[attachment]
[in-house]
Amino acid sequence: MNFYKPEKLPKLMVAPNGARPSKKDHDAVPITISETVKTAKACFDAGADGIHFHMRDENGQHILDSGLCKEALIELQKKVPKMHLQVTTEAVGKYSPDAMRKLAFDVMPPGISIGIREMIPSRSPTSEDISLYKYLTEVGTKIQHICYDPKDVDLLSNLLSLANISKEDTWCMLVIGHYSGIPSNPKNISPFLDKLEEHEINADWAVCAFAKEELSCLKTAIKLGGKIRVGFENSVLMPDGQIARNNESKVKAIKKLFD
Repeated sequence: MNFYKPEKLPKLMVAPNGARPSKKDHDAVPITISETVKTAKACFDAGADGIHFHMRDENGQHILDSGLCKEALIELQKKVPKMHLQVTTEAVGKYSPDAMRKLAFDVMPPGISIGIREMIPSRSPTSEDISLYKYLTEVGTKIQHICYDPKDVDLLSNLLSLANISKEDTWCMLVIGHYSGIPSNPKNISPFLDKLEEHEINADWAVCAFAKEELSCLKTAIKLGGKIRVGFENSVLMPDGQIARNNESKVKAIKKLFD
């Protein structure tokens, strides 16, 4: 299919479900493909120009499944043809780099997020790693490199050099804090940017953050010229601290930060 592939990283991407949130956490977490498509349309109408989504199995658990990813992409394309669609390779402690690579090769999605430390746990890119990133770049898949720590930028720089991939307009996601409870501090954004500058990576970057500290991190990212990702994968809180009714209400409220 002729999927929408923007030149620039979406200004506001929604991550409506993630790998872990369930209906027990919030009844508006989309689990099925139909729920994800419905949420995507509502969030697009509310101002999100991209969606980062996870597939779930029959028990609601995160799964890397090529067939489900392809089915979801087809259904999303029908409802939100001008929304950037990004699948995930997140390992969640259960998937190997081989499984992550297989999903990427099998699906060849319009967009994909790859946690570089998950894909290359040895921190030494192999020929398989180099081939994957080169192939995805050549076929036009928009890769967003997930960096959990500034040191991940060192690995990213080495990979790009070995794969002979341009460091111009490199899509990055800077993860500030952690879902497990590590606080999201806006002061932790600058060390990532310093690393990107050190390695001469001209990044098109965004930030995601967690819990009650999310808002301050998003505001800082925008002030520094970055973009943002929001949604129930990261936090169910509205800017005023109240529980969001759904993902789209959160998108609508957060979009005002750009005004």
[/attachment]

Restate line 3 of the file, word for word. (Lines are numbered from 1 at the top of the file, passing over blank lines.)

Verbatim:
Repeated sequence: MNFYKPEKLPKLMVAPNGARPSKKDHDAVPITISETVKTAKACFDAGADGIHFHMRDENGQHILDSGLCKEALIELQKKVPKMHLQVTTEAVGKYSPDAMRKLAFDVMPPGISIGIREMIPSRSPTSEDISLYKYLTEVGTKIQHICYDPKDVDLLSNLLSLANISKEDTWCMLVIGHYSGIPSNPKNISPFLDKLEEHEINADWAVCAFAKEELSCLKTAIKLGGKIRVGFENSVLMPDGQIARNNESKVKAIKKLFD